Can you sketch graphs to show how the height of water changes in different containers as they are filled?
If I don't have the size of cake tin specified in my recipe, will the size I do have be OK?
When a habitat changes, what happens to the food chain?
Imagine different shaped vessels being filled. Can you work out what the graphs of the water level should look like?
Examine these estimates. Do they sound about right?
Is it cheaper to cook a meal from scratch or to buy a ready meal? What difference does the number of people you're cooking for make?
What shape would fit your pens and pencils best? How can you make it?
In which Olympic event does a human travel fastest? Decide which events to include in your Alternative Record Book.
Make your own pinhole camera for safe observation of the sun, and find out how it works.
Can you deduce which Olympic athletics events are represented by the graphs?
Explore the properties of isometric drawings.
Can you work out which drink has the stronger flavour?
These Olympic quantities have been jumbled up! Can you put them back together again?
Two trains set off at the same time from each end of a single straight railway line. A very fast bee starts off in front of the first train and flies continuously back and forth between the. . . .
Is it really greener to go on the bus, or to buy local?
Where should runners start the 200m race so that they have all run the same distance by the finish?
Are these estimates of physical quantities accurate?
Analyse these beautiful biological images and attempt to rank them in size order.
How would you go about estimating populations of dolphins?
Work with numbers big and small to estimate and calulate various quantities in biological contexts.
When you change the units, do the numbers get bigger or smaller?
Which units would you choose best to fit these situations?
Work with numbers big and small to estimate and calculate various quantities in biological contexts.
Have you ever wondered what it would be like to race against Usain Bolt?
Estimate these curious quantities sufficiently accurately that you can rank them in order of size
Could nanotechnology be used to see if an artery is blocked? Or is this just science fiction?
Can you suggest a curve to fit some experimental data? Can you work out where the data might have come from?
Which dilutions can you make using only 10ml pipettes?
Explore the properties of perspective drawing.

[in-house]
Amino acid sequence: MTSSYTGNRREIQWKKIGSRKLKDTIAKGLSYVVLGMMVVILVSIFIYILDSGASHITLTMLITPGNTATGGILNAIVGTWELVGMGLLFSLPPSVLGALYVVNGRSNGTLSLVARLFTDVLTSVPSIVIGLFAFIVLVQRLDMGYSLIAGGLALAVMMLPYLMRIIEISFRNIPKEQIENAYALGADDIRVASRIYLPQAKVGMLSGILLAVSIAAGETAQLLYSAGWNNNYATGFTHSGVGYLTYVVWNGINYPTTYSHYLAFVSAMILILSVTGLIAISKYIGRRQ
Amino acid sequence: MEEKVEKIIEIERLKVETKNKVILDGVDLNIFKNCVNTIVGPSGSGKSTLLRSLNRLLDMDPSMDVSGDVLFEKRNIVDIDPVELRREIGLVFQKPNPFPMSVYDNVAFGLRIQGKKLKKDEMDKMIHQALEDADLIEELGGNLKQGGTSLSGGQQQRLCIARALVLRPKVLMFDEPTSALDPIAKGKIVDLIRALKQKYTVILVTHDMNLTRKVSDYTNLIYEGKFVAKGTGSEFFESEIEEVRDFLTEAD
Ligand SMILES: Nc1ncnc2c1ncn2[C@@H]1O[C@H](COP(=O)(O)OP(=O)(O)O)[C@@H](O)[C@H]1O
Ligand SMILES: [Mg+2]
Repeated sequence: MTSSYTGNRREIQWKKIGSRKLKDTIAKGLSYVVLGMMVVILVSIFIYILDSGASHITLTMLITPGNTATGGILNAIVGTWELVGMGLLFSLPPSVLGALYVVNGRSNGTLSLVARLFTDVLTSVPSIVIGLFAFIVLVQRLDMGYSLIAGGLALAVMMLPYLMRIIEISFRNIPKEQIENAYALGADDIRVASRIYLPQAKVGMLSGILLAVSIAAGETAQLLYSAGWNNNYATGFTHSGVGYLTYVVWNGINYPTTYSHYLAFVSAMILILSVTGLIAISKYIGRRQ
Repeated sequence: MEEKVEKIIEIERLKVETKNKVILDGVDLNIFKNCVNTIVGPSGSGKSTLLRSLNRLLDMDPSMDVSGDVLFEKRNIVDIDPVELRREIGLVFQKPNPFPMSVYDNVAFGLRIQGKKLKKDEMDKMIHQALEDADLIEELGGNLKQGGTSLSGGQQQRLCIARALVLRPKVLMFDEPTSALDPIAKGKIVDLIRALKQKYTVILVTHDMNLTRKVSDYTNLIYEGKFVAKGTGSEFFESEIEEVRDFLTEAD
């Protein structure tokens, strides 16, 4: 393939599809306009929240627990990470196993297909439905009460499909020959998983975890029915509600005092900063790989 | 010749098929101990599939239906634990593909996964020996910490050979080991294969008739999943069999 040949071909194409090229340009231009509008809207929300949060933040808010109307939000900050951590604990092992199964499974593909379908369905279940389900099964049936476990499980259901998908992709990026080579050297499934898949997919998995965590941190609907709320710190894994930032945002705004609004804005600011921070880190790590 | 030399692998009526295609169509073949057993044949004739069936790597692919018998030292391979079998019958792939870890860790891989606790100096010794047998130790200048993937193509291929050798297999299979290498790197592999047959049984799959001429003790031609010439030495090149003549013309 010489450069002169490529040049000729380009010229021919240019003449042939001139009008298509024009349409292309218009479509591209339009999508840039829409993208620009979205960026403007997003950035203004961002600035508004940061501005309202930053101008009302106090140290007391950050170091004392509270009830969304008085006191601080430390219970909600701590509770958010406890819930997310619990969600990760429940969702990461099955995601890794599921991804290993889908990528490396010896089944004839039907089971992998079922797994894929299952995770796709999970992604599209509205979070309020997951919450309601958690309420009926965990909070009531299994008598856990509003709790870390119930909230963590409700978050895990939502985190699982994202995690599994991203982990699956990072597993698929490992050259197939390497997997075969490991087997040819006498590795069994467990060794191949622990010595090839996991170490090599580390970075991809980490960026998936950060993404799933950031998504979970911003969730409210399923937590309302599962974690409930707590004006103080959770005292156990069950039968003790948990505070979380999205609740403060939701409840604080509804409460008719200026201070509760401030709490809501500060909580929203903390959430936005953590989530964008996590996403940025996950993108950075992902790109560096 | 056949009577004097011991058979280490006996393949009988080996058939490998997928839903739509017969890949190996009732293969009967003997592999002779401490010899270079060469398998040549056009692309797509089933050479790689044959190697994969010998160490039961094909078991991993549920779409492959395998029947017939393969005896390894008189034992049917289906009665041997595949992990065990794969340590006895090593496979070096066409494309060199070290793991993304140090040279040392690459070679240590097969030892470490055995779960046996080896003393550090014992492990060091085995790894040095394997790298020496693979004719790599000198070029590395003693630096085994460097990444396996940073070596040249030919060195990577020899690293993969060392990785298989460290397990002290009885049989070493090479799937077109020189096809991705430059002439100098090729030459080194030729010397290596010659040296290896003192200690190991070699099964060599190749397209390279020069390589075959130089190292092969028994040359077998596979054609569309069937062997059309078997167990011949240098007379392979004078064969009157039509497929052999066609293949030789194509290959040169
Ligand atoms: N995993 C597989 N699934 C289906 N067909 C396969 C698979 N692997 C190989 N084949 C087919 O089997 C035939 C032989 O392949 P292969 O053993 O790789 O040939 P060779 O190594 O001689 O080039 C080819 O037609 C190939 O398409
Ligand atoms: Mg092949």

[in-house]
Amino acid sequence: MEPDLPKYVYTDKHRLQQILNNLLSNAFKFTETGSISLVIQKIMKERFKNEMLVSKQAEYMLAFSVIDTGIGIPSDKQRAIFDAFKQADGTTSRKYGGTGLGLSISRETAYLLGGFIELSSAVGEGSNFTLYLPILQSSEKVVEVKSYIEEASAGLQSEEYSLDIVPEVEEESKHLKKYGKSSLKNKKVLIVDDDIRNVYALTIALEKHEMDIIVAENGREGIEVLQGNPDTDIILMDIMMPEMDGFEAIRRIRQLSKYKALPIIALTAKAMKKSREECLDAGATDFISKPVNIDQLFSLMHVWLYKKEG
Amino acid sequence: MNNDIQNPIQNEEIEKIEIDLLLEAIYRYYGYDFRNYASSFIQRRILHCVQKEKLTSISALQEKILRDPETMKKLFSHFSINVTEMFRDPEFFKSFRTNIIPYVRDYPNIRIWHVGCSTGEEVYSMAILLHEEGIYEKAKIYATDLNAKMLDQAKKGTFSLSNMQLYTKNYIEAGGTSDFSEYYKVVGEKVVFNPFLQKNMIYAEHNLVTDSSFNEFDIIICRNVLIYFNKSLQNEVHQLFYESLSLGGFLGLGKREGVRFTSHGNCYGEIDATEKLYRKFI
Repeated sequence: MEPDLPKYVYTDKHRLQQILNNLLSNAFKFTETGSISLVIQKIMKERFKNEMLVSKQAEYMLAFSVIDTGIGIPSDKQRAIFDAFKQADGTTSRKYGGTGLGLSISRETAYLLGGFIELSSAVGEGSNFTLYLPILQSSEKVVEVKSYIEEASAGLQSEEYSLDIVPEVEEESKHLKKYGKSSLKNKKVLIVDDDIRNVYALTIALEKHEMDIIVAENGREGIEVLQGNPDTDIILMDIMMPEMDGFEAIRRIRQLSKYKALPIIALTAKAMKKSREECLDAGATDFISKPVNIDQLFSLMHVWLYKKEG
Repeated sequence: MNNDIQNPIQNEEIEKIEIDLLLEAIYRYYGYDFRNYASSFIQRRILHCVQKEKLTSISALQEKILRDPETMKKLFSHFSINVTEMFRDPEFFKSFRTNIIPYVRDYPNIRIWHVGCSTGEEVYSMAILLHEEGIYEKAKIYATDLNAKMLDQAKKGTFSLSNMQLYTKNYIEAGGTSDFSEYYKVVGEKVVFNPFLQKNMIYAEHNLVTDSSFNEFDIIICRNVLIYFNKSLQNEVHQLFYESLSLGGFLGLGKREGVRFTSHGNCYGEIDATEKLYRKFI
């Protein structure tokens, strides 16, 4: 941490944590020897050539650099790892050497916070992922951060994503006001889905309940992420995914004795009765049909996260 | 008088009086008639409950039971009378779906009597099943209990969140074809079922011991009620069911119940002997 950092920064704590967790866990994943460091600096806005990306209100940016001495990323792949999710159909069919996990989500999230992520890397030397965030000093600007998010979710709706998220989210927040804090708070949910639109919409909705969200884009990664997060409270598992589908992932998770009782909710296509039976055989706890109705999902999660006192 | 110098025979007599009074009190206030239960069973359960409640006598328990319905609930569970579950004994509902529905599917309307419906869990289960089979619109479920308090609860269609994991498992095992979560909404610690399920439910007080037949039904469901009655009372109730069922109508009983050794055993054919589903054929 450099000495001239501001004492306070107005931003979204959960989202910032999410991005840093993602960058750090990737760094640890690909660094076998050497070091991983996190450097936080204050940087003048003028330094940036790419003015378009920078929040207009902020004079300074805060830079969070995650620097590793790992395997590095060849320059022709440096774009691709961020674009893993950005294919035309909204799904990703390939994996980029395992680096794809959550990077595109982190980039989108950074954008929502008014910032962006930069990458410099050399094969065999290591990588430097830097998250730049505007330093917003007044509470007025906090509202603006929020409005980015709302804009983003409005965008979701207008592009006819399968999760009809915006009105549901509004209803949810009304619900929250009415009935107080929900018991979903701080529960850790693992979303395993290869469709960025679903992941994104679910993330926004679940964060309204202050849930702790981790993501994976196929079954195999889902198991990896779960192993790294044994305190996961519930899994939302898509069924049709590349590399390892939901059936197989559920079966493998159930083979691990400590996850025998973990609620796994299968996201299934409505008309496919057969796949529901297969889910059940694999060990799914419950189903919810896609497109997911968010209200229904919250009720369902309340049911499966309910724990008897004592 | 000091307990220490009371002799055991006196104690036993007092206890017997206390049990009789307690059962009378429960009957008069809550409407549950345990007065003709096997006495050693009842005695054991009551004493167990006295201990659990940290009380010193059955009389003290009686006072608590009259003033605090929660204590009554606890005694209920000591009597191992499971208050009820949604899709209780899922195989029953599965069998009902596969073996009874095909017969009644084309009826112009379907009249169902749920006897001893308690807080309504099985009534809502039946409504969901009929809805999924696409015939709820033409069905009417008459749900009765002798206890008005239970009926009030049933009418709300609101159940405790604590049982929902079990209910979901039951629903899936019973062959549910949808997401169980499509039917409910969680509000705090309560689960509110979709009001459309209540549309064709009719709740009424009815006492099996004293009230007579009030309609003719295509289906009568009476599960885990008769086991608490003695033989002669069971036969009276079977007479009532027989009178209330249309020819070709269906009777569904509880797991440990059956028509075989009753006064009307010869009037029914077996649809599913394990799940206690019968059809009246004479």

Formulate and investigate a simple mathematical model for the design of a table mat.
Can you work out what this procedure is doing?
Get some practice using big and small numbers in chemistry.
To investigate the relationship between the distance the ruler drops and the time taken, we need to do some mathematical modelling...
Use trigonometry to determine whether solar eclipses on earth can be perfect.
Which countries have the most naturally athletic populations?
How much energy has gone into warming the planet?
The triathlon is a physically gruelling challenge. Can you work out which athlete burnt the most calories?
Use your skill and knowledge to place various scientific lengths in order of size. Can you judge the length of objects with sizes ranging from 1 Angstrom to 1 million km with no wrong attempts?
Starting with two basic vector steps, which destinations can you reach on a vector walk?
Invent a scoring system for a 'guess the weight' competition.
Work with numbers big and small to estimate and calculate various quantities in physical contexts.
Many physical constants are only known to a certain accuracy. Explore the numerical error bounds in the mass of water and its constituents.
Explore the relationship between resistance and temperature
Water freezes at 0°Celsius (32°Fahrenheit) and boils at 100°C (212°Fahrenheit). Is there a temperature at which Celsius and Fahrenheit readings are the same?
An observer is on top of a lighthouse. How far from the foot of the lighthouse is the horizon that the observer can see?
Work out the numerical values for these physical quantities.
Andy wants to cycle from Land's End to John o'Groats. Will he be able to eat enough to keep him going?
How would you design the tiering of seats in a stadium so that all spectators have a good view?
This problem explores the biology behind Rudolph's glowing red nose.
Simple models which help us to investigate how epidemics grow and die out.